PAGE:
Some distressing news came in the other day when I learned that a longtime friend and former colleague died of complications from COVID-19.
It served as a gigantic reminder that the coronavirus that has killed more than 1 million Americans is still around. It still is harming us. We must be mindful of its presence. We should take all necessary precautions once we are aware of any possible exposure to the killer virus.
Kenton Brooks was just 67 years of age. He was still working, as far as I know, in the business of daily journalism. He had contracted the virus while working and living in Muskogee, Okla. His symptoms deteriorated rapidly and he was rushed to ICU in Tulsa, where he passed away.
He is far from the first friend I have lost to this disease. I hope he is the last one, at least for a good while.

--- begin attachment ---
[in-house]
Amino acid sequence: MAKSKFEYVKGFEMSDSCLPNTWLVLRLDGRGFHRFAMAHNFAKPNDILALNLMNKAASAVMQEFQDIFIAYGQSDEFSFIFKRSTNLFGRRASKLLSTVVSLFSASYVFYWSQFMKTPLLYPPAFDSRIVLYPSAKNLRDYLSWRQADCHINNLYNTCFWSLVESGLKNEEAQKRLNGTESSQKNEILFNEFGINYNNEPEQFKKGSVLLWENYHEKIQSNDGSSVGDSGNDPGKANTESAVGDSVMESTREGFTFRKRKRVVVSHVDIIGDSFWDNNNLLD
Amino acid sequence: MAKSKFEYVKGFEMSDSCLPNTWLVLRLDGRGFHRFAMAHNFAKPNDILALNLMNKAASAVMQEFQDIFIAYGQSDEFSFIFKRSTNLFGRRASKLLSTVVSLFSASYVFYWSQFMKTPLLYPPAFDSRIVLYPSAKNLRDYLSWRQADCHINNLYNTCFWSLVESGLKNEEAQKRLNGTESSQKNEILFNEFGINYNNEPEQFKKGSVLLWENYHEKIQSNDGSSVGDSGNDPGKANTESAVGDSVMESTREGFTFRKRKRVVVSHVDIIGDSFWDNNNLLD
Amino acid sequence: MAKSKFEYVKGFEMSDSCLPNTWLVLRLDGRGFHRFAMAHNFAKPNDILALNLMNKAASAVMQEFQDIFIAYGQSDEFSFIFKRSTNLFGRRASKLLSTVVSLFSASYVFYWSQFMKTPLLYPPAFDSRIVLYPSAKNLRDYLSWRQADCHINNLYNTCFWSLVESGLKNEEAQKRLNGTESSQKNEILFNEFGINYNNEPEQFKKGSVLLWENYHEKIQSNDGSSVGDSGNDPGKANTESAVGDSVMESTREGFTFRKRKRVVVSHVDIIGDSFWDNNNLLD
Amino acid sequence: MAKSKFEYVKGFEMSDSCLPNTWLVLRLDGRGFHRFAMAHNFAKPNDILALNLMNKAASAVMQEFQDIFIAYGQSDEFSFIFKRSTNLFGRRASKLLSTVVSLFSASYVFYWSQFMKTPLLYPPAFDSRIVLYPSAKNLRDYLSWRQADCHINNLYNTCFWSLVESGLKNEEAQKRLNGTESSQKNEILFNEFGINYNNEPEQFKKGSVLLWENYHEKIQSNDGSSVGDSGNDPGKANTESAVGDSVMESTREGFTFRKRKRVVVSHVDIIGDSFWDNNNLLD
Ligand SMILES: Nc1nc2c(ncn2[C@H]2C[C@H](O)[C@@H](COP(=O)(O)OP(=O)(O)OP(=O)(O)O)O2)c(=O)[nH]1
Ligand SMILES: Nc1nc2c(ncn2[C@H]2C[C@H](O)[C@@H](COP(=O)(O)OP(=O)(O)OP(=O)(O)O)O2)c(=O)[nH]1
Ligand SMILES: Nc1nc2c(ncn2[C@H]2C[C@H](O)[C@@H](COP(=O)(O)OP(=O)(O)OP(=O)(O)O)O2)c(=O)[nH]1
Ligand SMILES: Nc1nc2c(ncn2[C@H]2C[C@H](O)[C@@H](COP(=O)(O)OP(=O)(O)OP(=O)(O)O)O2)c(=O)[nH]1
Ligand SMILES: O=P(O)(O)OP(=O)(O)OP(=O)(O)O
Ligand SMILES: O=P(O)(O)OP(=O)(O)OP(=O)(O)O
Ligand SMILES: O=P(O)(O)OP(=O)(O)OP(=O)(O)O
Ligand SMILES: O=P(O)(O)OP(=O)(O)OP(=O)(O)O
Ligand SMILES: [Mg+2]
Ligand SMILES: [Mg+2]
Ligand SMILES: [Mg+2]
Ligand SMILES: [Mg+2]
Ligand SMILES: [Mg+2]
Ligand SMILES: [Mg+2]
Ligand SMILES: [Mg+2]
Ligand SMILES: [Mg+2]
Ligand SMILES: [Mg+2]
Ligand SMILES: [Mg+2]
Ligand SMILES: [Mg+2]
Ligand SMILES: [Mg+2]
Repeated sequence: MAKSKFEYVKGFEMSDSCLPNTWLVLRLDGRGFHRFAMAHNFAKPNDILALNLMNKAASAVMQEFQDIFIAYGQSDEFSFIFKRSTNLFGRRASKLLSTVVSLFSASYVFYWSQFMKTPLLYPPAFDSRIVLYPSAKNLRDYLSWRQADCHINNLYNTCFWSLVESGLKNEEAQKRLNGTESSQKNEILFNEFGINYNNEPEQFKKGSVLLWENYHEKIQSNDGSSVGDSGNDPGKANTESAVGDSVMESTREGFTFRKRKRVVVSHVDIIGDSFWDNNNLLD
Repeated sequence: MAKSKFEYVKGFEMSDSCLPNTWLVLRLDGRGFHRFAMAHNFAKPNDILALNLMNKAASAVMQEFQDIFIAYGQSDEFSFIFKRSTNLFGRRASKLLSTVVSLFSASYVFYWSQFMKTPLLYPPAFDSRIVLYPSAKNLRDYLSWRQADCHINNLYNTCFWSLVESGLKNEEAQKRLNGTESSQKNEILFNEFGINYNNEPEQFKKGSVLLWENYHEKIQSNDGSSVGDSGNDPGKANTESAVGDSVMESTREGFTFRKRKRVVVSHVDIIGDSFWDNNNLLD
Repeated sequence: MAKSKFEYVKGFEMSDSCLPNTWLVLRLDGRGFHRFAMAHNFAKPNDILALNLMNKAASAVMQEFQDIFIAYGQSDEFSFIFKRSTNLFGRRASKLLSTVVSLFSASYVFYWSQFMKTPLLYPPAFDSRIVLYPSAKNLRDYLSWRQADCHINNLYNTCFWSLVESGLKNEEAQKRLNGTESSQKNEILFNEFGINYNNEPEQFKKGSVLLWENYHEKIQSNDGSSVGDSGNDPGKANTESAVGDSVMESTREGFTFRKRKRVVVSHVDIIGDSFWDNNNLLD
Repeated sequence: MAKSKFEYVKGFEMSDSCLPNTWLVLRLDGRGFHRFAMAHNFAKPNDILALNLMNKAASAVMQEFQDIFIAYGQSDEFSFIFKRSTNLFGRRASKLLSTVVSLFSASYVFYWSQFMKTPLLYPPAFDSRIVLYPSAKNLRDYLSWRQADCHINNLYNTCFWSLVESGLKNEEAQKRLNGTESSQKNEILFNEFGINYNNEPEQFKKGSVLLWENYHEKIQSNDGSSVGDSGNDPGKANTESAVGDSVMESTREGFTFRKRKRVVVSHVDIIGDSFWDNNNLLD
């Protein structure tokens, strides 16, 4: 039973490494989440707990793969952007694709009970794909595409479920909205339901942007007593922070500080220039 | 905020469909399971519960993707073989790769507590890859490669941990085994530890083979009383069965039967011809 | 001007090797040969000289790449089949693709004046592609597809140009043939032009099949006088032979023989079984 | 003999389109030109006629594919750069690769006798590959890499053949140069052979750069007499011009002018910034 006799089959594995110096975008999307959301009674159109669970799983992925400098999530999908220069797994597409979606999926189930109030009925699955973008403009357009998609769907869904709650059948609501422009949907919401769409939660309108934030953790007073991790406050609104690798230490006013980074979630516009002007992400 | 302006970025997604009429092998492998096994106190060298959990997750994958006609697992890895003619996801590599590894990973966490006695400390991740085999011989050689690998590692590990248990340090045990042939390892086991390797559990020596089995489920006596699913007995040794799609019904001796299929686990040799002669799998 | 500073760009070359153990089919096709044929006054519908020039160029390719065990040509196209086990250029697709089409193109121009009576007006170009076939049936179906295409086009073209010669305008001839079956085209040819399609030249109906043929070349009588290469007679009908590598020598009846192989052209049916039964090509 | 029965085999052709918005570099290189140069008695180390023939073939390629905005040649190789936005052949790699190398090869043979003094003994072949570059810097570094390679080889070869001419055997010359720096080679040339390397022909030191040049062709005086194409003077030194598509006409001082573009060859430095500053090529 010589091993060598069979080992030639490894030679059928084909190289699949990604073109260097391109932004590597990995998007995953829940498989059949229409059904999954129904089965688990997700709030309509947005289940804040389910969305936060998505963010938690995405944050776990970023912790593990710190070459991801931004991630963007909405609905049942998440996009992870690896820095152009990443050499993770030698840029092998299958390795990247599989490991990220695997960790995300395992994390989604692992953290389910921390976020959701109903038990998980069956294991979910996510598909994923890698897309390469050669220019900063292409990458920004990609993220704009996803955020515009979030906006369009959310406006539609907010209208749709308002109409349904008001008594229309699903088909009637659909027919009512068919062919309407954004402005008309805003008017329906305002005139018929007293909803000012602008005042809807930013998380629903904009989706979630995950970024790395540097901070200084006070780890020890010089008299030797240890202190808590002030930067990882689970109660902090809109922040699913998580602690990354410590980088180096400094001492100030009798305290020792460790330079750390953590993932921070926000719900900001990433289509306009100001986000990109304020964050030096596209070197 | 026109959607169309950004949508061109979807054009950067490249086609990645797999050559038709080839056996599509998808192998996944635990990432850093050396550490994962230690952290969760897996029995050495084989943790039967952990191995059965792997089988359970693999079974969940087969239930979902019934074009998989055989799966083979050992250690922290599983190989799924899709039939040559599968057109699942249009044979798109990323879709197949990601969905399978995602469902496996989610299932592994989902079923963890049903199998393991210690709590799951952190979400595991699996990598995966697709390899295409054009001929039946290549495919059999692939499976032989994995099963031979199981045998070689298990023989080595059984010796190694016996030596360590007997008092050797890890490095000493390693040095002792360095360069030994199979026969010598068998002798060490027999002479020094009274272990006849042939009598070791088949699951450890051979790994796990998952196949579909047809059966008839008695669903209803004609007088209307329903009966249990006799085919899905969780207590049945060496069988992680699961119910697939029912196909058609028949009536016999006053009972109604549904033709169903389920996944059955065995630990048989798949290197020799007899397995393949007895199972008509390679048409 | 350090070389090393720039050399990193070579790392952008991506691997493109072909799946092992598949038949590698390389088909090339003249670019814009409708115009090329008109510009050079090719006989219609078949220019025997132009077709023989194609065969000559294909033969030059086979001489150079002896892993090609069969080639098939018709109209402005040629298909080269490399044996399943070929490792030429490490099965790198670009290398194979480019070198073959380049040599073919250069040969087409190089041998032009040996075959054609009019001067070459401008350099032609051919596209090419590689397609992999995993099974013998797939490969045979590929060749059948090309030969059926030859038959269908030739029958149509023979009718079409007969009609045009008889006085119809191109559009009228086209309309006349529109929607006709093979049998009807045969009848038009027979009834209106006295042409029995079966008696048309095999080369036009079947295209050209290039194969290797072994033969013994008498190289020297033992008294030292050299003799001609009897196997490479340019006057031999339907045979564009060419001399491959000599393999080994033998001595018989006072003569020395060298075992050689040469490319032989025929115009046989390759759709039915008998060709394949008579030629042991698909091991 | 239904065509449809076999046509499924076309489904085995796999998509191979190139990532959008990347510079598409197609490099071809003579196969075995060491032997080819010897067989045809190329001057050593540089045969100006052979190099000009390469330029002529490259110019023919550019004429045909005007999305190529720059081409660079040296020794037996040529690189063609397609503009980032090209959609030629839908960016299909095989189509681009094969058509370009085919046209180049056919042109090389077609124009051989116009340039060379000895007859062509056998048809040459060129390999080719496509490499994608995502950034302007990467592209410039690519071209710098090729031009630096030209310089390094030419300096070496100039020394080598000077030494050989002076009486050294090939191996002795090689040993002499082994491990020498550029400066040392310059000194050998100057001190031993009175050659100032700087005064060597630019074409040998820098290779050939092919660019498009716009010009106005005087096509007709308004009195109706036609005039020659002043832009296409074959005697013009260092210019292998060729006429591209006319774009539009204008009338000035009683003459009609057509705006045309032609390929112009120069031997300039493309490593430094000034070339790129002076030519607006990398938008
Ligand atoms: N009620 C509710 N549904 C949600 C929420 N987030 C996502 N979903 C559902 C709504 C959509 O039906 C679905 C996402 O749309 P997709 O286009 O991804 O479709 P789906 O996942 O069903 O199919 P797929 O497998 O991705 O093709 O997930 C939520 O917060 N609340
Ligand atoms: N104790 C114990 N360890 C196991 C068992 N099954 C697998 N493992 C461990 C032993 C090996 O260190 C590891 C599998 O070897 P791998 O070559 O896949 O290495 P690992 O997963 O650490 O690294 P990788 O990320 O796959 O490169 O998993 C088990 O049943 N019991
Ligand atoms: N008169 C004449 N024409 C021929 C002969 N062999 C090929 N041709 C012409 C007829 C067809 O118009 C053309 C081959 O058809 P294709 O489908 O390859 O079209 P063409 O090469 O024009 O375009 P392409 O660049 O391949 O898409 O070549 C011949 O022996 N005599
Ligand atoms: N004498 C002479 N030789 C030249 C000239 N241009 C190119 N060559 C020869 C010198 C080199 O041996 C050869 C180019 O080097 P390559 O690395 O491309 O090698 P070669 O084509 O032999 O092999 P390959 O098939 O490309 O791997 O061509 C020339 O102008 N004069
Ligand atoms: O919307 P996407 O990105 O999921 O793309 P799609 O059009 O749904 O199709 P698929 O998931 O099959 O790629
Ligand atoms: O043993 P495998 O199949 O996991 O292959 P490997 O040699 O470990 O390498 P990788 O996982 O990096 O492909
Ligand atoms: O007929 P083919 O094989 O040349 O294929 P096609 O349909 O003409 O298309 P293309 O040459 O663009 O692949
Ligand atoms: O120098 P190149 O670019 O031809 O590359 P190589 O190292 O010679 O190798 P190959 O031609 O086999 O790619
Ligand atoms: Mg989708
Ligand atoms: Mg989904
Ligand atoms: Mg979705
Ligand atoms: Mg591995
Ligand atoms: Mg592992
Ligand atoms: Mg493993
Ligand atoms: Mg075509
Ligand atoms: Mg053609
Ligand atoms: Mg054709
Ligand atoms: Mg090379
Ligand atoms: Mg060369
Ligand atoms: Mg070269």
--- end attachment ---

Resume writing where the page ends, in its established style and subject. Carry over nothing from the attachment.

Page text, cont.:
I have heard all along that we likely never will be rid completely of the virus, that it won’t be eradicated. Indeed, I have heard in recent days about a possible spike in cases in the country, caused in large part by Americans getting out more and perhaps ignoring the precautions they had taken to avoid being stricken.
I have been reawakened to the need to take care of myself. Social distancing is back on my to-do list of precautions, along with frequent hand-washing/sanitizing; and, yes, I am going to keep masks handy in case the need should arise for me to wear one.
I also admit to being a bit nonchalant about the disease. My friend’s passing has cured me of it.